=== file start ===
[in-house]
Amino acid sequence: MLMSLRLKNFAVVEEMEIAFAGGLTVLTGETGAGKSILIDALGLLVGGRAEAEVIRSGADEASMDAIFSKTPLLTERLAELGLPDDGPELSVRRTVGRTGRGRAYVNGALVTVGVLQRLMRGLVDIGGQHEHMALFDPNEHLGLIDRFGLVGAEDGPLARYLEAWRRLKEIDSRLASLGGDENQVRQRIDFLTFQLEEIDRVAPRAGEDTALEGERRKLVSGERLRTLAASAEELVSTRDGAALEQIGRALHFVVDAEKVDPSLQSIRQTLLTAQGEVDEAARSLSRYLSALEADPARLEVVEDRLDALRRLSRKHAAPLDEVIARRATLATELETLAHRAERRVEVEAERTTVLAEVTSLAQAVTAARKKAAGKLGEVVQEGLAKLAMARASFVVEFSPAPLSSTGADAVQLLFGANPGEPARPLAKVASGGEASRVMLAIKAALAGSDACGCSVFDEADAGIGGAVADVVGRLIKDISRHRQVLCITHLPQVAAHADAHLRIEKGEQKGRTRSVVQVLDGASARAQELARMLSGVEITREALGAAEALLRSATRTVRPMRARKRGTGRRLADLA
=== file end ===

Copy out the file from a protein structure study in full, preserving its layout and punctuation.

[in-house]
Amino acid sequence: MLMSLRLKNFAVVEEMEIAFAGGLTVLTGETGAGKSILIDALGLLVGGRAEAEVIRSGADEASMDAIFSKTPLLTERLAELGLPDDGPELSVRRTVGRTGRGRAYVNGALVTVGVLQRLMRGLVDIGGQHEHMALFDPNEHLGLIDRFGLVGAEDGPLARYLEAWRRLKEIDSRLASLGGDENQVRQRIDFLTFQLEEIDRVAPRAGEDTALEGERRKLVSGERLRTLAASAEELVSTRDGAALEQIGRALHFVVDAEKVDPSLQSIRQTLLTAQGEVDEAARSLSRYLSALEADPARLEVVEDRLDALRRLSRKHAAPLDEVIARRATLATELETLAHRAERRVEVEAERTTVLAEVTSLAQAVTAARKKAAGKLGEVVQEGLAKLAMARASFVVEFSPAPLSSTGADAVQLLFGANPGEPARPLAKVASGGEASRVMLAIKAALAGSDACGCSVFDEADAGIGGAVADVVGRLIKDISRHRQVLCITHLPQVAAHADAHLRIEKGEQKGRTRSVVQVLDGASARAQELARMLSGVEITREALGAAEALLRSATRTVRPMRARKRGTGRRLADLA